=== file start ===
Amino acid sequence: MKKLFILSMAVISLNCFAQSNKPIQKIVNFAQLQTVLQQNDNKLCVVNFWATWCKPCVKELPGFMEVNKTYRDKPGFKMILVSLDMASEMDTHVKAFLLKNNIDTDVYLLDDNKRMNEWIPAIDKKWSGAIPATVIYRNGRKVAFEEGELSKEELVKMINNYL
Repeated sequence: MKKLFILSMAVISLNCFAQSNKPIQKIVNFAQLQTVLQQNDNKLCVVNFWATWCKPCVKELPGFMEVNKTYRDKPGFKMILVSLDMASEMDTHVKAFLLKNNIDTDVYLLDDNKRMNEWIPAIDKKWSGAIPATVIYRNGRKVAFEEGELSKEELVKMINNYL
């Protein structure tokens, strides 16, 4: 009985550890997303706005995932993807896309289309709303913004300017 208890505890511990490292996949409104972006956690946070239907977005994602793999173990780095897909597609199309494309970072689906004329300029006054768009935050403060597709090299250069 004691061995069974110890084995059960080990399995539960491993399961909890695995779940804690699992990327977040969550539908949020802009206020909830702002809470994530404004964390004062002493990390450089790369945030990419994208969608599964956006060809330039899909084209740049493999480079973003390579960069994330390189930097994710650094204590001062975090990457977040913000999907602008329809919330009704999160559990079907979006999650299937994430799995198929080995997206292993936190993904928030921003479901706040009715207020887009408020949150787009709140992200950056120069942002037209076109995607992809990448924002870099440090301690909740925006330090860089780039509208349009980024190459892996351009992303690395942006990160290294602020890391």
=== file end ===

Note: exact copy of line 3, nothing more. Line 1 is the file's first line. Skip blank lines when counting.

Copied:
């Protein structure tokens, strides 16, 4: 009985550890997303706005995932993807896309289309709303913004300017 208890505890511990490292996949409104972006956690946070239907977005994602793999173990780095897909597609199309494309970072689906004329300029006054768009935050403060597709090299250069 004691061995069974110890084995059960080990399995539960491993399961909890695995779940804690699992990327977040969550539908949020802009206020909830702002809470994530404004964390004062002493990390450089790369945030990419994208969608599964956006060809330039899909084209740049493999480079973003390579960069994330390189930097994710650094204590001062975090990457977040913000999907602008329809919330009704999160559990079907979006999650299937994430799995198929080995997206292993936190993904928030921003479901706040009715207020887009408020949150787009709140992200950056120069942002037209076109995607992809990448924002870099440090301690909740925006330090860089780039509208349009980024190459892996351009992303690395942006990160290294602020890391």